asked the Secretary of State for Social Services whether he has received representations from local authority directors of social services about their budget for 1980–81.
Is the Secretary of State aware that the majority of directors of social services are appalled at his insistence that the recipients of social services—the elderly and the sick—have to pay a disproportionate share of the cost of the tax cuts that the Government have given to the wealthy? When will the right hon. Gentleman standup in the Cabinet and fight for the poorest sections of the community?
Perhaps I may commend to the hon. Gentleman and those on behalf of whom he has asked his question an article in Social Work Today at the end of October by a young residential social worker, Mr. Keith White. He says:
"it is deplorable to argue that the social services are being run as efficiently and economically as possible and that therefore nothing can be streamlined. This is naïve and untrue. There are glaring examples of inefficient administration and delivery of the social services."
Will the Secretary of State admit that his disgraceful decision to abolish the Personal Social Services Council was taken because the council was ably pointing out the detrimental effects of the cuts in social services? From whom will the Government get advice on social services—and they are badly in need of advice—now that they have decided to abolish the body set up by the present Secretary of State for Industry?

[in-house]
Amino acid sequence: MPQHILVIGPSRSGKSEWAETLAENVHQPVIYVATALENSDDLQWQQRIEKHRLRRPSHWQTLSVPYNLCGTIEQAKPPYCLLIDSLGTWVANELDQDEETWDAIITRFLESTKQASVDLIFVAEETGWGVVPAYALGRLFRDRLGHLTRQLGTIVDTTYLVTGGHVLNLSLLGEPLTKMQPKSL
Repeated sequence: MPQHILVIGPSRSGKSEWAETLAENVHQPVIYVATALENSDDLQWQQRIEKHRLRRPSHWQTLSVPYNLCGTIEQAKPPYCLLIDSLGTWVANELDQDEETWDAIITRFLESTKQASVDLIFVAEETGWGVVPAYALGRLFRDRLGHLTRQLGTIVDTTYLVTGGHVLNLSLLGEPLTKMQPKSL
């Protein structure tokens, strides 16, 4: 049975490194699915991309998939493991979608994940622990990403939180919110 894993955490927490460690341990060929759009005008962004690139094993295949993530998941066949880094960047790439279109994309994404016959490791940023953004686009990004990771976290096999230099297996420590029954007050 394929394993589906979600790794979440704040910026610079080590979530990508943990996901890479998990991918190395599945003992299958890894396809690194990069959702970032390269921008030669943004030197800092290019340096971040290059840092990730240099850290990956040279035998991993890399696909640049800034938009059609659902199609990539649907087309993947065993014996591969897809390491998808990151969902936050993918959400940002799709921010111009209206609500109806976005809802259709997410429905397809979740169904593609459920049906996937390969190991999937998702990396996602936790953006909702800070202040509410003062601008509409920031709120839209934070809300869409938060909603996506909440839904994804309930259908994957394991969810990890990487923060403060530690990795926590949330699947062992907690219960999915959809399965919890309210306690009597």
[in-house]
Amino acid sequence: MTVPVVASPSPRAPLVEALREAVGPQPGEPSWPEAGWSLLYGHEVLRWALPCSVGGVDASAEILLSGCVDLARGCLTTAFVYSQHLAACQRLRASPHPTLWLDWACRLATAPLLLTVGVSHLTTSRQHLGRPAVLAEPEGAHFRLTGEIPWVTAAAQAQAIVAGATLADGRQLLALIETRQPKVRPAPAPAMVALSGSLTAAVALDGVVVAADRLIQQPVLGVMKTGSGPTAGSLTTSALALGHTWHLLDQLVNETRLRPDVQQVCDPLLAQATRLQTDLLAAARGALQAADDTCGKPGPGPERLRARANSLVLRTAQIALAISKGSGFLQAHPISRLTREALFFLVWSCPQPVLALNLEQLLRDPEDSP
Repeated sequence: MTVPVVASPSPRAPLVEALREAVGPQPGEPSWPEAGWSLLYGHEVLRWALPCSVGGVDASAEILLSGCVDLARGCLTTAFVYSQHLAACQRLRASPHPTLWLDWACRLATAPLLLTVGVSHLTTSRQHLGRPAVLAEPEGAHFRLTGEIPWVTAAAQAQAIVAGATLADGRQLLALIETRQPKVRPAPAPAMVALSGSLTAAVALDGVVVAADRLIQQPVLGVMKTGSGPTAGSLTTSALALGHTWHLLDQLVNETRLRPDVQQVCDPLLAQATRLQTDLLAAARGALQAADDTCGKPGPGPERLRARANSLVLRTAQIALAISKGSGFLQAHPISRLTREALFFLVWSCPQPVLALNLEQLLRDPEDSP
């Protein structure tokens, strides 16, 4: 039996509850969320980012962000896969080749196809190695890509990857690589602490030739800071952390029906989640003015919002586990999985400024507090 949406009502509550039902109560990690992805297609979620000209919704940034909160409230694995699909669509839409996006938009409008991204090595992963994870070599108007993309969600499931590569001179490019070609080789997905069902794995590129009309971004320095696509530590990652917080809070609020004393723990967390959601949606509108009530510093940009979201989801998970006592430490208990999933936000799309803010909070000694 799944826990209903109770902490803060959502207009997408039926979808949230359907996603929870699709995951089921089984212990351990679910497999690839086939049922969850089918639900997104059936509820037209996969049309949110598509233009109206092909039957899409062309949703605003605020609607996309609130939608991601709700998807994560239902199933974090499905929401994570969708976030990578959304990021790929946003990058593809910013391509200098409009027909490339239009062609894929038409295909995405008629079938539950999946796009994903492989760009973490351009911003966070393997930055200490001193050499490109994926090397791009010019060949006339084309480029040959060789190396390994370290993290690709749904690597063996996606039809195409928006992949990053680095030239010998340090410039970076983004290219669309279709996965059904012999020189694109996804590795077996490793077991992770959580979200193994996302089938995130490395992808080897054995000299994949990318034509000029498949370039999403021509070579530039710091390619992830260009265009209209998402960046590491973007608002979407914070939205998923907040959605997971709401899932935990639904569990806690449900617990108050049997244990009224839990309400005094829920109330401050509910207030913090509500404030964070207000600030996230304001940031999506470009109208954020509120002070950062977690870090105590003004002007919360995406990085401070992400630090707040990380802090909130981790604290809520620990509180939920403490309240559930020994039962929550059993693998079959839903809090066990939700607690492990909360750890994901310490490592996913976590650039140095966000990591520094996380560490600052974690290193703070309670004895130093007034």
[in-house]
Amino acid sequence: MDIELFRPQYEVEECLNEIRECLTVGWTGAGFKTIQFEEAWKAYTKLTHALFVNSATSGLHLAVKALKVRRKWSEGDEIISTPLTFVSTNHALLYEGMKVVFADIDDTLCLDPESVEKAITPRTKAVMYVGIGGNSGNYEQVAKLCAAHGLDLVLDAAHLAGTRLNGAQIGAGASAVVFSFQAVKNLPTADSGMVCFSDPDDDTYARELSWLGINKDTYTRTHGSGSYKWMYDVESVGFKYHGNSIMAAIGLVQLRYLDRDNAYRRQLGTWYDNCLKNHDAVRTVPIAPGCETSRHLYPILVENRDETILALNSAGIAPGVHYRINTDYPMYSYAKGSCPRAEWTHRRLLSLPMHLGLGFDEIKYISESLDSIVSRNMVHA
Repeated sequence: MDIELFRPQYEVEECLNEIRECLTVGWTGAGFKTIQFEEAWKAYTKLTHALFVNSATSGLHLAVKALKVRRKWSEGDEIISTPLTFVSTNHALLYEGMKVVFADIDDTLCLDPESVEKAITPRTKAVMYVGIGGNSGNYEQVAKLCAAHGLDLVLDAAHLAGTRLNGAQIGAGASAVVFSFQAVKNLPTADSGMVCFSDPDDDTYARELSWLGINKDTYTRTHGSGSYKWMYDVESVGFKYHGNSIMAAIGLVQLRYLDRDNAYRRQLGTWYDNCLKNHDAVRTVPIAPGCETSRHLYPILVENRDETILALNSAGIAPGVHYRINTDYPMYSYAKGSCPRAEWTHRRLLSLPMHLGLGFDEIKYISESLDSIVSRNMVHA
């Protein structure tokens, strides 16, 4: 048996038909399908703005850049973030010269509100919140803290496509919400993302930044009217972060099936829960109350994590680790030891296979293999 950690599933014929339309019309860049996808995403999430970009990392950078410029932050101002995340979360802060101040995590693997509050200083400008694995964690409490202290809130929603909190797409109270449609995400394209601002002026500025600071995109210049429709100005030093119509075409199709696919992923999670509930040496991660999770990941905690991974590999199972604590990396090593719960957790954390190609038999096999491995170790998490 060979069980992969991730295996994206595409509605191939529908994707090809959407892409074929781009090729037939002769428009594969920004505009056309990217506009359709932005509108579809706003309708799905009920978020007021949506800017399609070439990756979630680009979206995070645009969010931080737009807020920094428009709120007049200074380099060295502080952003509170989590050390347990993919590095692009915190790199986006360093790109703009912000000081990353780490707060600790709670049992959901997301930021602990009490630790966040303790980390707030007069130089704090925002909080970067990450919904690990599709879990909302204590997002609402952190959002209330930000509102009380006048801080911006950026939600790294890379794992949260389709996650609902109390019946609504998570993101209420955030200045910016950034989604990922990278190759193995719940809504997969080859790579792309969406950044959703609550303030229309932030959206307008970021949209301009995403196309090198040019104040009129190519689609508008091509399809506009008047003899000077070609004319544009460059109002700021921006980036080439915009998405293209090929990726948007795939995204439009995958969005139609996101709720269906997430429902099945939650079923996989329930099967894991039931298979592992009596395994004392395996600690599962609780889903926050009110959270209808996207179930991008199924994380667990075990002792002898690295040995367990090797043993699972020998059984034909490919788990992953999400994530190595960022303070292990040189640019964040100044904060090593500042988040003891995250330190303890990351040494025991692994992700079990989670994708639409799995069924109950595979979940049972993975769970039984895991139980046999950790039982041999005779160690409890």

The impression that I have formed in the past six months is that the Government are not short of advice on the personal social services. We have to see whether we are getting that advice in the most efficient and effective way and without undue overlapping. The Personal Social Services Council has had a number of years of experience and I have concluded that we can probably get advice through other, professional, channels as effectively, and perhaps more effectively. If a body has not proved itself to be essential, I do not believe that the public ought to go on paying for it.
Is the Secretary of State aware that the British Association of Social Workers, of which Social Work Today is the journal, is launching a massive campaign against the Government's cuts in social services? I am a member of the association, which is horrified that many elderly people will probably die this winter who would have stayed alive if the Government had not come to power.
I commend to the hon. Gentleman a further proposition put by Mr. White in his article:
"In the wake of the social work strikes and the emotional harm they inflicted on clients, doesn't the present demand for compassion on the part of others have that hint of hypocrisy?"
I am sure that in issuing the directive to the directors of social services my right hon. Friend had in mind that the problem is that these departments are heavily over laden with administrative personnel. Will he state that the action of the Government in asking for cuts in the social services is principally directed towards administrative personnel and not at the elderly and the sick?
My hon. Friend will know that in paragraph 38 of the White Paper we said that the Government expected that savings would, as far as possible, be made by further increases in efficiency. I hope that both elected members and professional heads of departments are doing their utmost to achieve that.